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Russian Recession Risk Worsened As Banks Skimp On Loans

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http://www.bloomberg.com/news/2013-08-18/russian-recession-risk-worsened-as-banks-skimp-on-loans-economy.html

Elena Dibova was ready to pledge her 15 million-ruble ($456,000) apartment to get financing for her metal-safe business. As her bank dragged its feet, she hit the roadblock companies across Russia face as the economy sinks.

Corporate-lending growth has plunged as the weaker economy prompts banks to demand more collateral and as borrowers shun interest rates that can top 20 percent. As VTB24, the retail arm of Russia’s second-largest lender, expanded its list of demands, Dibova borrowed 2.5 million rubles from her business partners so she could join a tender to supply the Moscow police.

“I’d have an entirely different strategy for developing my business if money was easily accessible,” said Dibova, 48, who also halted investments and canceled a holiday after giving up on her bank. “I’d have expanded or would have built something, but it’s impossible with loans costing so much.”

President Vladimir Putin is seeking ways to shore up the economy as corporate credit dries up amid policy makers’ reluctance to cut interest rates in the face of above-target inflation. The economy grew 1.2 percent from a year earlier in the second quarter, the slowest pace since 2009, as investment shriveled. That may mean Russia has entered its second recession in five years, according London-based to Capital Economics Ltd.

“Corporate lending has been decelerating for the last six to nine months,” Ivan Tchakarov, chief economist at Renaissance Capital, said in a phone interview. “It’s hard for companies that aren’t big, quasi-sovereign companies to access credit.”

Russian cronyism starting to hit the functioning of the wider market?

You need to be making a lot of income to be supporting a loan with an interest rate at 20%.

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A metal safe making business? Sounds like a good idea.

....and surely many thousands of Russians will take their money out before the 'great London crash'?

When the Russian government clamped down after the protests last year, they found millions of dollars in cash in one of the celebrity activist's apartments.

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Why all the anti russia news all of a sudden?

Stephen fry upset he cant prance around half naked with a multi colour flag blowing kisses at the president and suddenly the press seems to put Russia in the same category as Iran.

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A metal safe making business? Sounds like a good idea.

....and surely many thousands of Russians will take their money out before the 'great London crash'?

She started the business 22 years ago. A lot of alarming things about malinvestment in there. No wonder the Russian banks not keen to lend when there seems to be consumer retrenchment in the domestic economy. When house prices look to have already been bid right up ($456,000 apartment). Maybe more opportunities for export but weight of her products an issue versus other competitors in home countries.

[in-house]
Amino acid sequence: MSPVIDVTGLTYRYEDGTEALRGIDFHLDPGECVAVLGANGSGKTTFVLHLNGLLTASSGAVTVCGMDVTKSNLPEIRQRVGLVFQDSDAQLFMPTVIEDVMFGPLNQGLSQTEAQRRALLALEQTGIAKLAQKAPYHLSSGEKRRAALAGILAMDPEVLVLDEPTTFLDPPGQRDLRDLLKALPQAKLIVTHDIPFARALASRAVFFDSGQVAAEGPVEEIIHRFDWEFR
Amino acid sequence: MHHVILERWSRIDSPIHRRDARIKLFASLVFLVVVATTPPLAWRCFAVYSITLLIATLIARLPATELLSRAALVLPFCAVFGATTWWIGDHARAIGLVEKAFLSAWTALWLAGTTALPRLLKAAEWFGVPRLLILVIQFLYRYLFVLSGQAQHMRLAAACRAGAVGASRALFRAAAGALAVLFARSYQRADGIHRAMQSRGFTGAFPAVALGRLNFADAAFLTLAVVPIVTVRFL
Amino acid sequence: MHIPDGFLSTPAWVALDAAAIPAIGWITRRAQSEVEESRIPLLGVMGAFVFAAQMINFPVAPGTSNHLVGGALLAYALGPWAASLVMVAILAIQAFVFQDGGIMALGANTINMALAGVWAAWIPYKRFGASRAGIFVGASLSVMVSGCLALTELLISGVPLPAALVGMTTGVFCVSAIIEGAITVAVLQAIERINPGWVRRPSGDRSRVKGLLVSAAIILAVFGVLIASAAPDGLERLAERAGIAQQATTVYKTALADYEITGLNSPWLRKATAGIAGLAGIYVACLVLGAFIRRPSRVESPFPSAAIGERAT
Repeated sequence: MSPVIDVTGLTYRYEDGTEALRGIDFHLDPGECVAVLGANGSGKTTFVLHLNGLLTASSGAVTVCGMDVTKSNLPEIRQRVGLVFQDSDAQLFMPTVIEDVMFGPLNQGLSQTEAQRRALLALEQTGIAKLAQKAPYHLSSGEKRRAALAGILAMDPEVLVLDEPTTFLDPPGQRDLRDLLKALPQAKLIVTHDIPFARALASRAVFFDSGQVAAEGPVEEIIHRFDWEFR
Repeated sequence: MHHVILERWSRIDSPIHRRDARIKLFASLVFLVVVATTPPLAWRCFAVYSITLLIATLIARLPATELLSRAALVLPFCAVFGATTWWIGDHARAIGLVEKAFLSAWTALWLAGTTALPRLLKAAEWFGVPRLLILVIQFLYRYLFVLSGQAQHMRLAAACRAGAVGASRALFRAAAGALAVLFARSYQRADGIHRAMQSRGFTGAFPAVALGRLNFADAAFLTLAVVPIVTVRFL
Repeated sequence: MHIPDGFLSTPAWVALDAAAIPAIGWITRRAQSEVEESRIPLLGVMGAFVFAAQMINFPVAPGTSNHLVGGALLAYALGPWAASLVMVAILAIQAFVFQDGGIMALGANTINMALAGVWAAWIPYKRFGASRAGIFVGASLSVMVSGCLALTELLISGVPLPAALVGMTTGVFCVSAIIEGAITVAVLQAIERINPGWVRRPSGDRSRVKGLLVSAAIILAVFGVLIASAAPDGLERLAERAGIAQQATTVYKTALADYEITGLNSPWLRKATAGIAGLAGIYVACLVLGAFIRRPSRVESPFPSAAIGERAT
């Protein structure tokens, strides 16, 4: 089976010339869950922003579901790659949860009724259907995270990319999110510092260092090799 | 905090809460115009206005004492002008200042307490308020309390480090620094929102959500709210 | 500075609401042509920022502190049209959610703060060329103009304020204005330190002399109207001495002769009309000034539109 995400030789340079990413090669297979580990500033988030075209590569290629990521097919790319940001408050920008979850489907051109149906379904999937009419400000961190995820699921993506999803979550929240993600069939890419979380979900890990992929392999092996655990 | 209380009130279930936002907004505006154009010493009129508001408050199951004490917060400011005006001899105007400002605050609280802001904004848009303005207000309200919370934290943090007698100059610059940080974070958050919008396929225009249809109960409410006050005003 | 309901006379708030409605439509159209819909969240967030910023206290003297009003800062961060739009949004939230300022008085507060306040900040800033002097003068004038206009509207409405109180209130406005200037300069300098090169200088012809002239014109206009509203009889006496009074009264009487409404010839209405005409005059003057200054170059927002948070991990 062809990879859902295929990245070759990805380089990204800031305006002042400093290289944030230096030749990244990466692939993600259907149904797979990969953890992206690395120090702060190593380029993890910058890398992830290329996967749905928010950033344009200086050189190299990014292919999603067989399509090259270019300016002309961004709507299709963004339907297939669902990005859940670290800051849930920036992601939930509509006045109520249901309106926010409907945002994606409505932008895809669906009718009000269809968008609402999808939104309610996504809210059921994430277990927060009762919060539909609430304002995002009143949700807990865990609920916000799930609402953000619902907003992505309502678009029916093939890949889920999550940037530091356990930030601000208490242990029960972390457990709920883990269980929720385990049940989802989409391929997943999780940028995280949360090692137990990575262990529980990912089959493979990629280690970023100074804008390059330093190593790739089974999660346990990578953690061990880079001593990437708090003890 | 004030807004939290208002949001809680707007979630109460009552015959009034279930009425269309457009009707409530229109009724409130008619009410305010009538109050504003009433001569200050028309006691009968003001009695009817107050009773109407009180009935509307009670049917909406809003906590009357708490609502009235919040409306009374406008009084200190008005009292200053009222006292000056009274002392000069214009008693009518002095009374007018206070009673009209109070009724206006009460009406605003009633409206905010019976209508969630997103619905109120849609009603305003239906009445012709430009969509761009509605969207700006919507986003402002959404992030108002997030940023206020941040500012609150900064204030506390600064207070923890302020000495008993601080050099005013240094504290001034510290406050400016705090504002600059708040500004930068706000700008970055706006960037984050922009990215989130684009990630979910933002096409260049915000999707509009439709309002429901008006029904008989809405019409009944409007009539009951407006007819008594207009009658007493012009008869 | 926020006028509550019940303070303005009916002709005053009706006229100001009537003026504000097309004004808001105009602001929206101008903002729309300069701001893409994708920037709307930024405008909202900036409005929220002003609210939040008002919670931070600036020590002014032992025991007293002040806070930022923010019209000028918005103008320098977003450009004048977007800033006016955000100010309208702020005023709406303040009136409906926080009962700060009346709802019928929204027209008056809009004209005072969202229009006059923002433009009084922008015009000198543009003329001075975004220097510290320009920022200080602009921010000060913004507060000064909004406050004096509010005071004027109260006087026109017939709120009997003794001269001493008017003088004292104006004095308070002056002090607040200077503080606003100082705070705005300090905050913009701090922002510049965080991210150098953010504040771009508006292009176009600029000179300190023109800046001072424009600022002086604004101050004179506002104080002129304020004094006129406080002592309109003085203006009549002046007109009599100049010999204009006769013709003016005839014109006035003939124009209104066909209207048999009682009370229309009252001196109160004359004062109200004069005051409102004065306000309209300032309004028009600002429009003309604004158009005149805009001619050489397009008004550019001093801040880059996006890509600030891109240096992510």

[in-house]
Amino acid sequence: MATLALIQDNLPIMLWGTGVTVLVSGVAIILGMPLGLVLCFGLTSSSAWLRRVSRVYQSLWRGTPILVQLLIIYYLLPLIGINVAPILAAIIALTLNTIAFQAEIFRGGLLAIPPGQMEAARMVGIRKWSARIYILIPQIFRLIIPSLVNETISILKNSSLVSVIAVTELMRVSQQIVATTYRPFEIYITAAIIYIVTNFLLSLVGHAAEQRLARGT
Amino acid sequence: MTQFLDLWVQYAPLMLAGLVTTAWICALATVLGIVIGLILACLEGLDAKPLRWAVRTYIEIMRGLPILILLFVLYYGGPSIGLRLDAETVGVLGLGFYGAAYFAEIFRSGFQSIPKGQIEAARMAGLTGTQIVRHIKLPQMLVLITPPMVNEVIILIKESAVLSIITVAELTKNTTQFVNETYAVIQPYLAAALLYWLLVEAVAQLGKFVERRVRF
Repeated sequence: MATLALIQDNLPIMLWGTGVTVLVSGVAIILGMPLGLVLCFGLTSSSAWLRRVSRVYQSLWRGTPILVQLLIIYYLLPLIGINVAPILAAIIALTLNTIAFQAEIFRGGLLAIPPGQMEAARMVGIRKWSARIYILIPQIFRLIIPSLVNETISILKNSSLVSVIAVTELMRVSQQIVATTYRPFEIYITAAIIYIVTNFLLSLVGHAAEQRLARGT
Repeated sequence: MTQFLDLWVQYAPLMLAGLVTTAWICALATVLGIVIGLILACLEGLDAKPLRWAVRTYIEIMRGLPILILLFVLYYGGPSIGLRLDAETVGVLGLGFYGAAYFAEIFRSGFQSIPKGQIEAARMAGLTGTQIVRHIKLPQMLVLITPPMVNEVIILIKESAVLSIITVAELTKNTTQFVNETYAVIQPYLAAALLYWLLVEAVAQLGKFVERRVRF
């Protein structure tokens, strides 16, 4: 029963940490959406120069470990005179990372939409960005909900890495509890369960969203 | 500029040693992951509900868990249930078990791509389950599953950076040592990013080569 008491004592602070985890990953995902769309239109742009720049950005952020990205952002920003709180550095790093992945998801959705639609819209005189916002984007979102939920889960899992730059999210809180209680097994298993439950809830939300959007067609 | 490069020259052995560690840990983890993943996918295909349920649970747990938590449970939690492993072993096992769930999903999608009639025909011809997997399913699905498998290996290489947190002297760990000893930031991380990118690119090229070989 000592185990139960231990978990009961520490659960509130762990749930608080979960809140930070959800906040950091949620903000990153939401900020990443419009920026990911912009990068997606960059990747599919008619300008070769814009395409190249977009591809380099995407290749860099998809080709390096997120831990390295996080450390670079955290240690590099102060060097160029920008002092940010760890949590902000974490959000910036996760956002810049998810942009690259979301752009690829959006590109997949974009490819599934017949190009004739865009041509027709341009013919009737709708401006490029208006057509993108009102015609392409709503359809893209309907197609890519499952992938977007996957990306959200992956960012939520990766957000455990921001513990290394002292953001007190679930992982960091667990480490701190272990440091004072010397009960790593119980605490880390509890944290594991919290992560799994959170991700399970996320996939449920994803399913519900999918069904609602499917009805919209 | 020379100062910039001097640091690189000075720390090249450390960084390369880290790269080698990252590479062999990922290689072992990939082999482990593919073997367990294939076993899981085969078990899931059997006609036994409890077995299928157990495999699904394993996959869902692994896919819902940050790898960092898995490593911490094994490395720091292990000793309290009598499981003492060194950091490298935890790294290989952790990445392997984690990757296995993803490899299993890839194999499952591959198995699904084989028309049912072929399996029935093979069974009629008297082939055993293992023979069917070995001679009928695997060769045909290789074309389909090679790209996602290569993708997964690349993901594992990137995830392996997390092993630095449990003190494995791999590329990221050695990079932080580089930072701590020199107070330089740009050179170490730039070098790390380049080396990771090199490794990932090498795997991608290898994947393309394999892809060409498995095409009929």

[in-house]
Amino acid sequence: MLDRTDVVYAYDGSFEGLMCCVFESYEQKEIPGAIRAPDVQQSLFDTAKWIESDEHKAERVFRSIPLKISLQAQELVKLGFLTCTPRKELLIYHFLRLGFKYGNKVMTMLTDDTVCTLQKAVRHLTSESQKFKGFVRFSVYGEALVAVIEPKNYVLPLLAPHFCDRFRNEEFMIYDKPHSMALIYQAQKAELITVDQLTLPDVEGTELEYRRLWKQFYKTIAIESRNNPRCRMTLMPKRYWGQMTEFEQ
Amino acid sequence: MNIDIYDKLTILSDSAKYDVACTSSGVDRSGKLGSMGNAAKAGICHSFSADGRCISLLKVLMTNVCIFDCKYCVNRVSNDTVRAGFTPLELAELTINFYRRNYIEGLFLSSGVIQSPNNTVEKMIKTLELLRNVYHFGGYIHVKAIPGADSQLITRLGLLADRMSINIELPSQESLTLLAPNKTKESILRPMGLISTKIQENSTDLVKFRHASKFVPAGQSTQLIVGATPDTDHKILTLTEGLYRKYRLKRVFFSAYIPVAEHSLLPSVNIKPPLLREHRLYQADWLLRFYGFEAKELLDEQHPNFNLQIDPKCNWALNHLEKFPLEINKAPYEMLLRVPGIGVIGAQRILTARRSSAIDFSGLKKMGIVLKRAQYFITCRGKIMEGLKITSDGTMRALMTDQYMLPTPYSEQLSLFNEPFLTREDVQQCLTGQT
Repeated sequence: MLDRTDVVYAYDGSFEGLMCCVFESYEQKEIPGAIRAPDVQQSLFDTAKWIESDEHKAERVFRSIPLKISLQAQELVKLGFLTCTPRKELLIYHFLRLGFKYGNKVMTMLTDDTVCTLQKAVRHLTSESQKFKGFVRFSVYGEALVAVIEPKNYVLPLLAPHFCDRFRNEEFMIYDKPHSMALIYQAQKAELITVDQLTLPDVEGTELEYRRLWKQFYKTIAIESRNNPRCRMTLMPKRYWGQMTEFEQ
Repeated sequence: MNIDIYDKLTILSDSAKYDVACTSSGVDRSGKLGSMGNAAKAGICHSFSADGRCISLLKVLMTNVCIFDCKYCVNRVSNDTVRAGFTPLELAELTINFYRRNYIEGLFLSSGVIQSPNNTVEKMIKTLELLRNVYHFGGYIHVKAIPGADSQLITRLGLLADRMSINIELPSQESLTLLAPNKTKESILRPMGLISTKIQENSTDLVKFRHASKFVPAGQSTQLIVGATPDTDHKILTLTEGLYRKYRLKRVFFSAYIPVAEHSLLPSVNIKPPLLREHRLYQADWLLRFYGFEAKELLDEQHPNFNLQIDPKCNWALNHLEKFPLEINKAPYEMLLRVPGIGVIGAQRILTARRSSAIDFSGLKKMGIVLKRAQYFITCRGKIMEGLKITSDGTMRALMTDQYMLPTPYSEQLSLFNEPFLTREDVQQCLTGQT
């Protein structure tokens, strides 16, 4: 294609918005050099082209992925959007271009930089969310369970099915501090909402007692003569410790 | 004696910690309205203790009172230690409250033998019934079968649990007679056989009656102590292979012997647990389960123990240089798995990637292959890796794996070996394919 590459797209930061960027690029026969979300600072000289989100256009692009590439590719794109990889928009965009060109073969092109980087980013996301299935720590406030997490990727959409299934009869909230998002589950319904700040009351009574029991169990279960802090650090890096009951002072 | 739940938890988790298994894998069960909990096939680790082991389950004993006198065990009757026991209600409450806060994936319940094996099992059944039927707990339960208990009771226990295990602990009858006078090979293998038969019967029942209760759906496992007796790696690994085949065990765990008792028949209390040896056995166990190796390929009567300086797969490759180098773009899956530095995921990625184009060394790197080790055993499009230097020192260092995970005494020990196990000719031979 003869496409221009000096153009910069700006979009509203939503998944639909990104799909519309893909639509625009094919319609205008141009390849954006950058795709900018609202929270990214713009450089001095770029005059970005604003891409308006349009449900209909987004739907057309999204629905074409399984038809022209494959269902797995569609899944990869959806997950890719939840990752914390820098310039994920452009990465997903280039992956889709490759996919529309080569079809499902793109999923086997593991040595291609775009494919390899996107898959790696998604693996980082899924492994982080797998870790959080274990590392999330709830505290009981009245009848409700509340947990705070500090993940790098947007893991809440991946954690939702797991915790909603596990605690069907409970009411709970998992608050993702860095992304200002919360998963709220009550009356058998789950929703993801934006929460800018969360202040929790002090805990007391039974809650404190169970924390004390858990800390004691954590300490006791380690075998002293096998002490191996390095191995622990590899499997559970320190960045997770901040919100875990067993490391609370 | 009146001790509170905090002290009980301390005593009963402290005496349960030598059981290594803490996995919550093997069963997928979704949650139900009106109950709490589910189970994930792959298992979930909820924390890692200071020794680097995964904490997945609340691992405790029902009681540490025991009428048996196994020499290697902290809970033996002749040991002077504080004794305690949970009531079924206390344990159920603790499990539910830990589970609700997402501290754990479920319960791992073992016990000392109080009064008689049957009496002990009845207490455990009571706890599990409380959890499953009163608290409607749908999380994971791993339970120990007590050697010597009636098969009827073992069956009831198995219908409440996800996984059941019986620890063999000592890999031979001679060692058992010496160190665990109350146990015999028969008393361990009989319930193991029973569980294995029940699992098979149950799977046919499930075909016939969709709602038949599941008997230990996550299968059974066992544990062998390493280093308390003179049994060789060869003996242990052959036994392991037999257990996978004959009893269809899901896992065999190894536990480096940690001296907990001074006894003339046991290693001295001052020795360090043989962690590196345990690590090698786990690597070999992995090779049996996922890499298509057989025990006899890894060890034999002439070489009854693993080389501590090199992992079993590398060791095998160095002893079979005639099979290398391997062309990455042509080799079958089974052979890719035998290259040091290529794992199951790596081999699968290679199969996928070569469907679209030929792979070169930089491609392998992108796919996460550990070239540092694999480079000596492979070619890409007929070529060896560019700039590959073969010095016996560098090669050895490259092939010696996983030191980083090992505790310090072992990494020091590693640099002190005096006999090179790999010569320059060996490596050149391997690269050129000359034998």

Is it financing she wants to expand, or to roll over existing debt positions? If she's done alright over 22 years, and thinks it will see her through to retirement in its current form, why put her home at risk for the expansion.

Elena Dibova was ready to pledge her 15 million-ruble ($456,000) apartment to get financing for her metal-safe business. As her bank dragged its feet, she hit the roadblock companies across Russia face as the economy sinks.

...“I’d have an entirely different strategy for developing my business if money was easily accessible,” said Dibova, 48, who also halted investments and cancelled a holiday after giving up on her bank. “I’d have expanded or would have built something, but it’s impossible with loans costing so much.”

.. The yield on 10-year government debt has risen to 7.4 percent from 6.9 percent at end-2012 as U.S. Federal Reserve Chairman Ben S. Bernanke said the central bank may scale back bond purchases.

The plight of smaller businesses hasn’t gone unnoticed by the president, who pledged last year to raise their share of overall employment to at least half from 9 percent at present.

.... That’s a phenomenon Mikhail Koltunov’s all too familiar with. The 31-year-old entrepreneur had to pledge his Kia car as well as his father’s Hyundai and his business partner’s Skoda to get a 5 million-ruble loan to buy a new office for his printing company in Rostov-on-Don in southern Russia.

The collateral allowed him to secure an interest rate of 14 percent from his hometown bank, Center-Invest, cheaper than the 18 percent to 19 percent he’s paying the country’s biggest lender, OAO Sberbank, for 2 million rubles of unsecured loans and 21 percent he’s paying to borrow 800,000 rubles from VTB24.

Lenders need to offer terms that allow companies to prosper and make healthy profits, according to Koltunov, who employs eight people. “But banks don’t trust small businesses.”

Back in Moscow, high loan rates have curbed the enthusiasm for enterprise that Dibova had when she started her safe-making company 22 years ago.

“It’s not a business any longer,” she said. “It will just see me through to retirement.”

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